Research shows that simulating the test-taking experience with practice tests can help protect memory against the negative effects of stress.
In a study at Tufts University, 120 student participants learned a series of 30 words and images. They studied either by taking practice tests or by using the traditional study method of reading over the material to memorize it. They were then asked to recall what they had learned in a stressful scenario (in front of two judges, three peers, and a video camera) and in a less stressful scenario.
The students who prepared with practice tests (also known as retrieval practice) remembered more words overall than those who studied with traditional methods. Furthermore, while the traditional study group’s performance suffered in stressful situations, the students who studied with retrieval practice were able to remember what they had studied regardless of whether or not the scenario was stressful.
Beyond this study, the idea of simulation for preparation applies to any stressful scenario you may face in life.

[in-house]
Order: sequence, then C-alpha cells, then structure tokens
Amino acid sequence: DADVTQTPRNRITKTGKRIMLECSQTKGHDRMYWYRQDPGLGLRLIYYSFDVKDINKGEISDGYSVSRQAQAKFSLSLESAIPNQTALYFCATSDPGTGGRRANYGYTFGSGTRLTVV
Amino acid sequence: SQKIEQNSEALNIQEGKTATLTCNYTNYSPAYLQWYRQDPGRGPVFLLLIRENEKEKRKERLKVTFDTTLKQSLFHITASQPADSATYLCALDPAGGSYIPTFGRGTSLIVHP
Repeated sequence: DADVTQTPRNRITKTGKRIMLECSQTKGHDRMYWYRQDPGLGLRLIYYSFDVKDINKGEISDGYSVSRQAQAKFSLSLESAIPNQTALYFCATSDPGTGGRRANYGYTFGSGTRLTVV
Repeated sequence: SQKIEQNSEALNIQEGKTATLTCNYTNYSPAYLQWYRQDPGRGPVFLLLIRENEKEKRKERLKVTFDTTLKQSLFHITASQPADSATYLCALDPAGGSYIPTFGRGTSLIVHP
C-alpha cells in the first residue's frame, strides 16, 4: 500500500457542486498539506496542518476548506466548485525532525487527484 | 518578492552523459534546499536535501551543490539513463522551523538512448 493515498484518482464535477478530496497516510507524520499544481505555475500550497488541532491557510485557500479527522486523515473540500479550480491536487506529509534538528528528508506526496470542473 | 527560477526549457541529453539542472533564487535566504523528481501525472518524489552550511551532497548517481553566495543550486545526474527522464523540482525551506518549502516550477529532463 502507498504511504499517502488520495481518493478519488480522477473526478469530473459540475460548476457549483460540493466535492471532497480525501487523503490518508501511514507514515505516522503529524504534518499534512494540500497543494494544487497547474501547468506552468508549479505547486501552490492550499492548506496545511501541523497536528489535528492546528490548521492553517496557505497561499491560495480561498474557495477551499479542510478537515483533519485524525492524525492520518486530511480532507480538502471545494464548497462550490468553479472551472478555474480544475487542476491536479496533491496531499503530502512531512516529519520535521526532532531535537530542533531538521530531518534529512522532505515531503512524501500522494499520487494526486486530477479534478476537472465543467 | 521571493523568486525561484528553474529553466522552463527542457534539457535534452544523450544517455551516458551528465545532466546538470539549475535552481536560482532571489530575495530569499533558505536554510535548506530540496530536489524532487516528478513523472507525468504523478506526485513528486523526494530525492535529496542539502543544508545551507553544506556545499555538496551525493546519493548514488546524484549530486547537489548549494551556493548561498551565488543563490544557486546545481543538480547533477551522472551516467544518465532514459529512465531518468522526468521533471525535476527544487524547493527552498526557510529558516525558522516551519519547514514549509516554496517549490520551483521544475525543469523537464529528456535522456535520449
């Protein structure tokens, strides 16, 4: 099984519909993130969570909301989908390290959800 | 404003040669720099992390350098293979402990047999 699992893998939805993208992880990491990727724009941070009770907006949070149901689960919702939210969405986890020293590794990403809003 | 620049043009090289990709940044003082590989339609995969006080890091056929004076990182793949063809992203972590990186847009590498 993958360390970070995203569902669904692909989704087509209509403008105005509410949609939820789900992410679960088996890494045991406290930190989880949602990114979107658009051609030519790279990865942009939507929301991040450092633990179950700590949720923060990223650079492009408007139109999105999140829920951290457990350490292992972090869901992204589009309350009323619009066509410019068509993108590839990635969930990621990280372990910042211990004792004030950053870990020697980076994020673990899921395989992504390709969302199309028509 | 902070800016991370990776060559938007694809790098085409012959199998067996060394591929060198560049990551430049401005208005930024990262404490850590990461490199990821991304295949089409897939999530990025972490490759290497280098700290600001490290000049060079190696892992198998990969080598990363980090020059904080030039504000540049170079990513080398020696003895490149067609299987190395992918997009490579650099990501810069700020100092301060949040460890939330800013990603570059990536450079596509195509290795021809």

"If you’re serious about doing well at something, practice it exactly how it will actually be. You want as close a simulation as possible.” Brenna O’Neill, Test Innovators’ Director of Education and competitive runner, said. “Competitive runners will do a trial run in the weeks prior to their big race, simulating the distance, as well as the time of day. It is a different experience running at 7am rather than practicing at 2pm."
And for admissions tests?
"For students, especially students who may have testing anxiety, it will be most important to do simulated practice. This normalizes the testing experience.”
So, if you're preparing for an admissions test, make sure to use practice tests, the most efficient way to prepare for a stressful exam.
Get started with your prep by taking a full-length practice test!
Original post published Dec 7th, 2016. Updated on April 15th, 2021.